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Daily archives "August 21, 2017"

What Happened to US Savings Bonds?

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There was a moment when billions of dollars in U.S. savings bonds were given for weddings, graduations, birthdays, or just because. Those days are over. After selling billions of dollars of saving bonds every year, the Treasury is selling less than $50 million right now.

An older style EE Bond

What happened to U.S. Savings bonds? The government messed with the interest rate formula, making them unattractive as an investment by fixing rates for the lifetime of the savings bond. Then in ‘12, the government no longer offered paper savings bonds, eliminating their attractiveness as gifts. Furthermore, the Treasury no longer marketed savings bonds, probably due to the fact that the government was getting a big debt by overspending. They didn’t want to bring attention to the fact that it needed to borrow money.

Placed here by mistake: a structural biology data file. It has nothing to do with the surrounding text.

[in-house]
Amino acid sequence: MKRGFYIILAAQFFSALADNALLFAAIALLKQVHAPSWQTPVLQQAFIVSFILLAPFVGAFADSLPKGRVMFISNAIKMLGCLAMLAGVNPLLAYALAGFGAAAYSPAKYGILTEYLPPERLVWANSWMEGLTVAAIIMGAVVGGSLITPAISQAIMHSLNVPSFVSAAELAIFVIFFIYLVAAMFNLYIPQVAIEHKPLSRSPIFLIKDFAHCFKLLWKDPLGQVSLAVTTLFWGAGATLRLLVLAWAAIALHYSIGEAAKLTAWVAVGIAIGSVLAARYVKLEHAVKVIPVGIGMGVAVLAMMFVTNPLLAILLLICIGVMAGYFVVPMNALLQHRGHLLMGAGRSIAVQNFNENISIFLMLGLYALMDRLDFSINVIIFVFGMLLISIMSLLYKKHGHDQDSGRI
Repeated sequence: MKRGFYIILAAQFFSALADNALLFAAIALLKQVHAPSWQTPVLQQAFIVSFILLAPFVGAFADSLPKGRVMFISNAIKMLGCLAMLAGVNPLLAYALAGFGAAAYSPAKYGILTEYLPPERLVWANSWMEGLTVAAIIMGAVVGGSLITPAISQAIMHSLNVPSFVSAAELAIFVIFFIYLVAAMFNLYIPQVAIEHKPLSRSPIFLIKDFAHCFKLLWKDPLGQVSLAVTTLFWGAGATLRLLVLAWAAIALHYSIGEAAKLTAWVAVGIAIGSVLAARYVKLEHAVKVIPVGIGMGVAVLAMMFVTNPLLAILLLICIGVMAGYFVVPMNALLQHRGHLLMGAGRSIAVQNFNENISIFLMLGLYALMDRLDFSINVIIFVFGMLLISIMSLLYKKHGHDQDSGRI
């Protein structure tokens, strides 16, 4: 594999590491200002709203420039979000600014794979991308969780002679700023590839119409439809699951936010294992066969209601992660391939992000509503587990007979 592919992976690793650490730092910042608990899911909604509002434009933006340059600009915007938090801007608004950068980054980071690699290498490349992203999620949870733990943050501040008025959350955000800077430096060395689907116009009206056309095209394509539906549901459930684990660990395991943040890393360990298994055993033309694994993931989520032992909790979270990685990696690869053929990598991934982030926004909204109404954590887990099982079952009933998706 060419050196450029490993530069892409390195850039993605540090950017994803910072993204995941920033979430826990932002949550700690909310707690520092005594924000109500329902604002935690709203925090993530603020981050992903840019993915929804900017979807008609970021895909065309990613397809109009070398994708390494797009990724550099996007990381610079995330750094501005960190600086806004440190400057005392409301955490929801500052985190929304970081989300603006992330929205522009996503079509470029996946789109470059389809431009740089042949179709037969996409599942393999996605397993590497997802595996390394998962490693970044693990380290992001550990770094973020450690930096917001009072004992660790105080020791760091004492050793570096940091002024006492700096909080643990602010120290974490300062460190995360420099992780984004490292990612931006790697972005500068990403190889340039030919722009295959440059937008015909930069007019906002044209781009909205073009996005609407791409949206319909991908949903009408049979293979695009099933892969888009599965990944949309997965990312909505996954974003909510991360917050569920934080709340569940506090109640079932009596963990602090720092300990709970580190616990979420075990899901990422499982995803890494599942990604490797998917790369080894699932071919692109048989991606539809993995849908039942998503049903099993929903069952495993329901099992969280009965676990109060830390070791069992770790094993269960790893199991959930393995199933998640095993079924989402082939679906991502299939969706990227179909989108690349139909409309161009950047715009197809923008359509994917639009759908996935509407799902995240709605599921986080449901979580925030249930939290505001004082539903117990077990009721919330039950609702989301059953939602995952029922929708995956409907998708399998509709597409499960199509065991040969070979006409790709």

U.S. Savings bonds have had a long and detailed history, beginning with Series A-D bonds, provided in the depression to offer folks an enticement to save correctly. The Series E bond was started in April of 1941 by as a way of financing World War II. These bonds, offered as an American investment, had an initial 10-year maturity and were offered at a reduction of face value. They had an interest rate of 2.9%. During the war, over $35 billion worth of saving bonds were sold to the public, in amounts as small as $25.

When Series EE bonds were a Great Deal

Saving bonds were introduced in the early ‘80s. This was a period of rising interest rates, making buying them more striking. These saving bonds had a lifetime, fixed base rate that was put in place every six months for all bonds sold during that time.   The bonds had a “floating rate” portion of the interest, which altered every six months to stay with the established rate on Treasury notes.